The recent decision to close 19 U.S. embassies and consulates in the Middle East and Africa because of intelligence indicating terrorist planning for unspecific attacks underscores the need to continue focusing attention and resources on the danger al-Qaida and its affiliates pose to the United States and its allies.
The United States has closed diplomatic facilities and reduced personnel levels at embassies and consulates before, but closing so many facilities in so many places at the same time is something new. Such a pro-active, albeit broad, response to intelligence that reportedly wasn't specific to time or place may have provided a bonus to al-Qaida and other terrorist organizations: a media victory that demonstrates their ability to disrupt the United States without firing a shot.
Almost all of the embassies have re-opened. To reduce its vulnerability to attacks on diplomatic facilities and to avoid the possibility of this type of manipulation in the future, the United States needs to begin thinking more strategically about how to manage threats and cost-effectively harden our buildings. Here are a few ideas about how U.S. embassies and consulates could be better protected:
First, the United States should reassess the physical security requirements of our diplomatic facilities. New technologies, such as long-range acoustic devices and directed sound, as well as social media analytics for early warning, might enable a more proactive approach to defending against attack. Likewise, new and lighter materials, such as transparent-ceramic armor, might prove more adaptable and provide better protection at a lower cost. The utility of these and other commercially available technologies should be explored.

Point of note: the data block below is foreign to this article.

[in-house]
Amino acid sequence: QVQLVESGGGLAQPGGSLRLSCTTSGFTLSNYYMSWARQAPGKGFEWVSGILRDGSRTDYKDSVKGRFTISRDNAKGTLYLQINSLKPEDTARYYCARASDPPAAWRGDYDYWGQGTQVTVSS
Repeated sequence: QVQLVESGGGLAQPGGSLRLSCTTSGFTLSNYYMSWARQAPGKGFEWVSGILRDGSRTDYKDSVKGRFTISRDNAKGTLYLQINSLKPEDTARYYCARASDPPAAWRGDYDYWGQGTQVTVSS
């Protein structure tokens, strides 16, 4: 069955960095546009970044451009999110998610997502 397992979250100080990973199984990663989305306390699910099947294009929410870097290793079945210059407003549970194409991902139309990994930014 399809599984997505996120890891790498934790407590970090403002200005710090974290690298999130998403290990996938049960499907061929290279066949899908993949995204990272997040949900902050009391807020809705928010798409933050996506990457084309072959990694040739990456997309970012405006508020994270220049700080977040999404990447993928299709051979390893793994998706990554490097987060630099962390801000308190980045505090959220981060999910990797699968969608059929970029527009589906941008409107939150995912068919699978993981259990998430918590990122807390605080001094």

Second, the United States should reassess what's truly needed to get the job done, including asking fundamental questions about the necessity and value of maintaining a diplomatic facility at all in certain locations. As more of what is done every day in the real world becomes virtual, perhaps more of what is done inside embassies can be done remotely. Many U.S. government agencies may not need to have permanent presences at so many embassies around the world.
For example, the possibility of conducting visa interviews remotely via the Internet should be explored. Biometrics and other ways of authenticating identities could also help. Fewer diplomats on the ground in a given high-threat area would mean money saved and fewer lives at risk. The inconvenience imposed by closing some posts might have the added benefit of encouraging some host nations to take more seriously the protection they provide to our missions.
Third, the recent series of threats to our overseas missions should lead to new thinking about how to generally realign resources. Better security usually requires more money, but it doesn't have to if existing resources are spent more wisely. The hard decision is in choosing where and when to realign resources; knowing the tipping points for change ahead of time. As in any business, once the realignment decision is made, moving people, equipment and money is relatively easy. This will be made even easier by advances in logistics in recent years.
Finally, the United States should undertake an effort to engage in different ways with key allies in the Middle East and other high-threat and hard-to-get-to regions. New military and security partnerships could be established with allies to provide a quick-response capability that otherwise would not exist in some of these areas.
The challenges posed by a continually evolving terrorist enemy requires the United States to innovate and adapt. One way to do this is by rethinking how diplomacy is conducted; reexamining everything from the need for a physical presence on the ground in high-risk areas to engagement with foreign partners and how we shape foreign popular opinion about our diplomatic presence and intentions. Though soft targets like hotels and transportation hubs will always be vulnerable, the deterrent posture that is created as a result of these efforts will do much to protect U.S. embassies and consulates from a terrorist threat that is not going away anytime soon.
William Young is a senior policy analyst at the nonprofit, nonpartisan RAND Corporation. He was formerly a senior officer with the CIA with extensive experience in the Middle East.
This commentary originally appeared on U.S. News & World Report on September 4, 2013. Commentary gives RAND researchers a platform to convey insights based on their professional expertise and often on their peer-reviewed research and analysis.